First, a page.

Founded in 1927, Temple Law Review is a student-edited, quarterly journal dedicated to providing a forum for the expression of new legal thought and scholarly commentary on important developments, trends, and issues in the law. 

TLR Spotlight

Check Out: Volume 87.3 [Authors, Previews, and Full-text .Pdfs Inside]

Matthew Wansley – Cost-Benefit Analysis as a Commitment Device

Elizabeth I. Winston – Patent Boundaries

Terese Schireson – The Ethical Lawyer-Client Arbitration Clause

Zachery B. Roth – The Money . . . or the Monet? Addressing the Monetization of Detroit’s Art Collection in Bankruptcy

Jody Thomas López-Jacobs – Is There a Border Exception to the Exclusionary Rule?

Ben Fabens-Lassen – A Cracked Remedy: The Anti-Drug Abuse Act of 1986 and Retroactive Application of the Fair Sentencing Act of 2010

From Benson to Alice: Evolution of Patent Eligibility of Computer-Implemented Inventions Under 35 U.S.C. § 101

“More than forty years ago, the Supreme Court told us that abstract ideas are not patent eligible under 35 U.S.C. § 101. The Court also said that specific applications of such ideas are patent eligible. Since then, the courts have struggled to figure out where an unpatentable abstract idea ends and a patentable process applying that idea begins. This uncertainty has become a problem in the information age, as more inventions have involved processes handled by computers. As the technology evolved, the courts have tried to come up with a test that can be used to determine if a particular process is patent eligible. After more than four decades of struggling with this question, the answer remains unclear . . .” – Epelbaum, From Benson to Alice: Evolution of Patent Eligibility of Computer-Implemented Inventions Under 35 U.S.C. § 101, 87 Temp. L. Rev. Online 15, 27–28 (2015).

In light of the Supreme Court’s unanimous summertime statement on patent law, Alice Corp. Pty. Ltd. v. CLS Bank Intl., 134 S. Ct. 2347 (2014), author Gleb Epelbaum has traced the challenging history of computer-implemented inventions and their patentability. Because the Court has “repeatedly declined to categorically exclude software and business methods”—two pillars of Information Age technology—from patent eligibility, new inventions promise to provide continuing challenges. Thus, this article constructs a timeline of leading case law and serves as a primer for understanding the context, analysis, and guidelines of Alice.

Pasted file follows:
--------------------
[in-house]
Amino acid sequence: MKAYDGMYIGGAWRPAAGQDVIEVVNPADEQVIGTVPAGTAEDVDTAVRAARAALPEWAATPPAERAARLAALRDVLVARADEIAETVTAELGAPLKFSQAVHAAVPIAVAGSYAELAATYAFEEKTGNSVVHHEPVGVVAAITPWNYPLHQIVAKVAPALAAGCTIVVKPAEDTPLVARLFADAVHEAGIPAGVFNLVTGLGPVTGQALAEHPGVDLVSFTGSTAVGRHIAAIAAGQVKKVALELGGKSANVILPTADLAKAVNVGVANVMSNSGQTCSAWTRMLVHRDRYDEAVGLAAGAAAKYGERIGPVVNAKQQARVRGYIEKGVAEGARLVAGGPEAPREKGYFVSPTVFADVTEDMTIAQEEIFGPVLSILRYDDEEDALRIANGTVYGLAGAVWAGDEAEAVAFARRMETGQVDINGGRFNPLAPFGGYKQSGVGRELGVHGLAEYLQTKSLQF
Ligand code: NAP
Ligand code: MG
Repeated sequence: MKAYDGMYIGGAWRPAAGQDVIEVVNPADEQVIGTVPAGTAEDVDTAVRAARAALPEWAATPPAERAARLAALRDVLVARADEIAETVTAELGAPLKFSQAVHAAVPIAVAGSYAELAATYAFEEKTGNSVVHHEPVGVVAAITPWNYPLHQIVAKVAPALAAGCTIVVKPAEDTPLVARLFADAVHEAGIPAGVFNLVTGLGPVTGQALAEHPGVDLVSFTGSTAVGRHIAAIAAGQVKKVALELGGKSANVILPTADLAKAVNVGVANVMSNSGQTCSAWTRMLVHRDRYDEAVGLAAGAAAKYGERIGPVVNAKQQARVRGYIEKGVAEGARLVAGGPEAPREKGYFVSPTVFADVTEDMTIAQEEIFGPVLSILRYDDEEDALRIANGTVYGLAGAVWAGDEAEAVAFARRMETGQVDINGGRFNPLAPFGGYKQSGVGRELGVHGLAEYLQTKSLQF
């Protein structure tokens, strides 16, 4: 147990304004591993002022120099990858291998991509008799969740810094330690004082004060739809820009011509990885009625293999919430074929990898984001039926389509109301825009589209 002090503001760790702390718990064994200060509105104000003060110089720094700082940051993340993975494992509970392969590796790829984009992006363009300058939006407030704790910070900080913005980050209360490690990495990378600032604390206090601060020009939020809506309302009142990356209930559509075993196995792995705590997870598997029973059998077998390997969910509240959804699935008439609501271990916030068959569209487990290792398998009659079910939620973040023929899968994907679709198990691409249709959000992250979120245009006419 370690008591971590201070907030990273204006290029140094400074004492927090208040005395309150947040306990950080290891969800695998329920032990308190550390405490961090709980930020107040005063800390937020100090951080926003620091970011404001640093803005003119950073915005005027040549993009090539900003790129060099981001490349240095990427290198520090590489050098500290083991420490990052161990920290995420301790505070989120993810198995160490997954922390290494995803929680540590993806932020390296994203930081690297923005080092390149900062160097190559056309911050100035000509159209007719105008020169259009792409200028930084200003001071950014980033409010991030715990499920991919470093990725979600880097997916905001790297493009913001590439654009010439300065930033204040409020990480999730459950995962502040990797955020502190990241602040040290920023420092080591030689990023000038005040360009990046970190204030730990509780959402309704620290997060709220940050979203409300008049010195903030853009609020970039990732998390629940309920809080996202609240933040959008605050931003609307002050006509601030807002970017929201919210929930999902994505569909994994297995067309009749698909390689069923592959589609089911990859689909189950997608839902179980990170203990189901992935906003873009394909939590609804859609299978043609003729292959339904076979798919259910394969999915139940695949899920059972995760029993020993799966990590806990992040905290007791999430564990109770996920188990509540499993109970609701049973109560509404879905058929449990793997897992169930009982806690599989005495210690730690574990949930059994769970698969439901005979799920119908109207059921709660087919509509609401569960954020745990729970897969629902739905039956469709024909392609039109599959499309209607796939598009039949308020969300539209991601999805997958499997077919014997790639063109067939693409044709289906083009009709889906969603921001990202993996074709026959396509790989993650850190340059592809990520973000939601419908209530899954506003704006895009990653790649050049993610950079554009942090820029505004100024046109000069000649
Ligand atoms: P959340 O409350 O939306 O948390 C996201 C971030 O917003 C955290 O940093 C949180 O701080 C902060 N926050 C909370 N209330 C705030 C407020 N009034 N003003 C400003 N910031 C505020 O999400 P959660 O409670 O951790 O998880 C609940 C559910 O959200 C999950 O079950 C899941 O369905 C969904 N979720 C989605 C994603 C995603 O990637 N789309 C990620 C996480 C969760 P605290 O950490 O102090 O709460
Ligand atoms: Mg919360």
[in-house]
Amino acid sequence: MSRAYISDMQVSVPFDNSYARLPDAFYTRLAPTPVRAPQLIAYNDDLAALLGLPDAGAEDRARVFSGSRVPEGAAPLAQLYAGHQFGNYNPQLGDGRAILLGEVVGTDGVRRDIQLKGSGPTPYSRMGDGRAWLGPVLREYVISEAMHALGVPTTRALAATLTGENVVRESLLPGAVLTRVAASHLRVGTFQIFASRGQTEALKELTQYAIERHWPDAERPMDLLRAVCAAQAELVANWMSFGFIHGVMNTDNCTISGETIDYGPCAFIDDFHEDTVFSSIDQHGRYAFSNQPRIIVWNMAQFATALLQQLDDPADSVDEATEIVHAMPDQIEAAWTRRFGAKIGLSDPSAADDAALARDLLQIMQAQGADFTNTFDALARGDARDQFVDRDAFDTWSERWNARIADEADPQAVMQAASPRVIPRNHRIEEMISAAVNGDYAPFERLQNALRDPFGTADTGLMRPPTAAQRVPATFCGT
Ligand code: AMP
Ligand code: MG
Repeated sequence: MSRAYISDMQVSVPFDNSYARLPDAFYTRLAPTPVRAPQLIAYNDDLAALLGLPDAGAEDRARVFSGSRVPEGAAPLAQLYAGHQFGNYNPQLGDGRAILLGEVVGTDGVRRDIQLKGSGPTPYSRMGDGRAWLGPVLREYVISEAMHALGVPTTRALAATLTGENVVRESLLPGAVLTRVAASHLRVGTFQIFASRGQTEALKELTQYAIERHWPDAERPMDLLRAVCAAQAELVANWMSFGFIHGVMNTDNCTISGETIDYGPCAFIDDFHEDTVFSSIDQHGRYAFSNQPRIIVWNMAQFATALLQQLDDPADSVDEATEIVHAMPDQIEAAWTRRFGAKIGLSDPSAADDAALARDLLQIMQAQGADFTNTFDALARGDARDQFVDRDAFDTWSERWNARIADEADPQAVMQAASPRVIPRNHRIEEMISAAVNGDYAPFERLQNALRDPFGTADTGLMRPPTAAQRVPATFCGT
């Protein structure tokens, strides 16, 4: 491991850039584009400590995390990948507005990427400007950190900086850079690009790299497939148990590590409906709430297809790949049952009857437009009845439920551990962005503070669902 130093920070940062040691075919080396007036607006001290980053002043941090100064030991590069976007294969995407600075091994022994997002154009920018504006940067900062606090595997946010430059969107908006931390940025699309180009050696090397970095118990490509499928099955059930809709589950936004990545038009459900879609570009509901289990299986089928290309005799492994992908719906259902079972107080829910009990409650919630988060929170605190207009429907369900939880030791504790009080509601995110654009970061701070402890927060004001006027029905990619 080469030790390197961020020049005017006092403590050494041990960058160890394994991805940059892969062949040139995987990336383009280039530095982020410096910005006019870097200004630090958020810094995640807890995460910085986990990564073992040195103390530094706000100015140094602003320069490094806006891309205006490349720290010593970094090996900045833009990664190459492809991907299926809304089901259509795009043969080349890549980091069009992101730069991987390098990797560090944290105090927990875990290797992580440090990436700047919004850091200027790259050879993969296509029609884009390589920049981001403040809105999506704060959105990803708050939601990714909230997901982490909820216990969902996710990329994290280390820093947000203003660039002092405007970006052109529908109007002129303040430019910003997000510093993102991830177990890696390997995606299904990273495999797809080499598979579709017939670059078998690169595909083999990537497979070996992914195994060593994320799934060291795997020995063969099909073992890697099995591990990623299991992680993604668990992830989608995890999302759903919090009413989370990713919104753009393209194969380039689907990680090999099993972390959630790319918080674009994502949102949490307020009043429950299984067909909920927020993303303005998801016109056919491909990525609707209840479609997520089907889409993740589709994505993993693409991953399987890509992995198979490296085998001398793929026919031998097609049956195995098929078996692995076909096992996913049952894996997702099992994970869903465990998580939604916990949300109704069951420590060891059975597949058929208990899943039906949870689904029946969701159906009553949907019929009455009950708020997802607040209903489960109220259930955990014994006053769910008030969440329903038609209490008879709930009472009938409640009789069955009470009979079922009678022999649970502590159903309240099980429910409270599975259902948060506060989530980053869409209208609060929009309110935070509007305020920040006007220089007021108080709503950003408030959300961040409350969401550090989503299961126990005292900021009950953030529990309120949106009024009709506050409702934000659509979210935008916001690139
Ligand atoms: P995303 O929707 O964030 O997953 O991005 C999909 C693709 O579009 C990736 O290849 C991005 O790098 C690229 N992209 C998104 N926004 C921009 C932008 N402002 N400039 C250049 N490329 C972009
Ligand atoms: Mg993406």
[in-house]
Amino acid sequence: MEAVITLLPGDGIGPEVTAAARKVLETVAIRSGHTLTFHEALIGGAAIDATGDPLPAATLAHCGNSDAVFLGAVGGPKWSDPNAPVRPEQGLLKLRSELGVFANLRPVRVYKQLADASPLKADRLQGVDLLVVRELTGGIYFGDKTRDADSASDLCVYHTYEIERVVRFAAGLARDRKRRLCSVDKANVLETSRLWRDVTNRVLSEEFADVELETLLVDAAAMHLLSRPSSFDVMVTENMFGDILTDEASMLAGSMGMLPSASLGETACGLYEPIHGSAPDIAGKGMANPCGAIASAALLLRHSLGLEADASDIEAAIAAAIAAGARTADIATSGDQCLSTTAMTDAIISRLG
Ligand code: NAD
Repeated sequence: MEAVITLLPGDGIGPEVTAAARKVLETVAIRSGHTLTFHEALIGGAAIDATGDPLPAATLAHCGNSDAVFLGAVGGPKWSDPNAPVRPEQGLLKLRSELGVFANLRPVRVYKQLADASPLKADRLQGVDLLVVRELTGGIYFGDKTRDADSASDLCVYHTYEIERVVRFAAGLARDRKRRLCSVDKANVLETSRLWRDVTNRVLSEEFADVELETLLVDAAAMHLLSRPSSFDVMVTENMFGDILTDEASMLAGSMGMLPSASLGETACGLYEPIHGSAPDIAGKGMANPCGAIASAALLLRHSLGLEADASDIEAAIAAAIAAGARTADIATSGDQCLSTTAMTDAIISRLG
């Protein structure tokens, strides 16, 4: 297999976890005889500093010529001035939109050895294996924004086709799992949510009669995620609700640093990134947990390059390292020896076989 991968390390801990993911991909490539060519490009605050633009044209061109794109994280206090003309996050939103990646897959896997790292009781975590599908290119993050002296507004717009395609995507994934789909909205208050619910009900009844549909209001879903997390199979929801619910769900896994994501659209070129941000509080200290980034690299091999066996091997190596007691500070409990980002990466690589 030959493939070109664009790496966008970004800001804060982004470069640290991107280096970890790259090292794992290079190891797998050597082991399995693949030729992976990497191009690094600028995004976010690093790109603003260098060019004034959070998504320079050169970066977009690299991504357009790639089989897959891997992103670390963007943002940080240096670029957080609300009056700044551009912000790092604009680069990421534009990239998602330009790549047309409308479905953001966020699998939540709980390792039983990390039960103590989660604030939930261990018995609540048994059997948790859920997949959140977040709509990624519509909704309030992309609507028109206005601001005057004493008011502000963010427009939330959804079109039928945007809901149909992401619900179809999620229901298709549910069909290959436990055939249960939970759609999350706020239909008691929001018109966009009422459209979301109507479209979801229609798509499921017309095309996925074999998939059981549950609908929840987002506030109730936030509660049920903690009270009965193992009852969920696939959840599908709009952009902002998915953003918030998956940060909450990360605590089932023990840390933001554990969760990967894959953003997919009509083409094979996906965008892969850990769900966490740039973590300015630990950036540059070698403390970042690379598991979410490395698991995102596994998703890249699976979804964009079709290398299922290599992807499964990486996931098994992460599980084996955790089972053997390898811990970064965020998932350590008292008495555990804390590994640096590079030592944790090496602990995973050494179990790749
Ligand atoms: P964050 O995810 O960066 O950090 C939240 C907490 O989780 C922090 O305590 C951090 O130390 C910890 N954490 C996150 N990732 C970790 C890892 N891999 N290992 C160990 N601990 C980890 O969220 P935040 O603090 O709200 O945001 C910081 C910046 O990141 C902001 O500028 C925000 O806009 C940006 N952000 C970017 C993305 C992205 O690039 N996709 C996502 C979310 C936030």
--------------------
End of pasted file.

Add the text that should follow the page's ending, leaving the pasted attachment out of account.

Check Out: Volume 87.2 [Authors, Previews, and Full-text .Pdfs Inside]

Shalanda Helen Baker – Is Fracking the Next Financial Crisis?: A Development Lens for Understanding Systematic Risk and Governance

Claire Raj – The Gap Between Rights and Reality: The Intersection of Language, Disability, and Educational Opportunity

Kevin W. Yoegel – The Aereo Loophole: A Retrospective Inquiry into the Legality of Antenna Farms and Internet-Based Television

Bradley R. Smith – Treating Professional Athletes Like Wall Street Executives: The Potential for Clawback Provisions in Sports Contracts

Anna Kessler – Excavating Expungement Law: A Comprehensive Approach

The Social Medium: Why the Authentication Bar Should Be Raised For Social Media Evidence

This article is the first publication in Temple Law Review Online, a new platform for publishing scholarly works that are shorter than the traditional law review article, involve time-sensitive topics, or directly respond to materials published in Temple Law Review’s printed issues. We are excited to present the inaugural writing on a fitting topic: the intersection of modern Internet culture and traditional laws of Evidence. Professor Miller uses recent examples of “social media evidence” to argue that, given the current technological and social climate, a more stringent authentication standard must be developed and used.

You may find other work by Professor Miller at his blog, EvidenceProf Blog:

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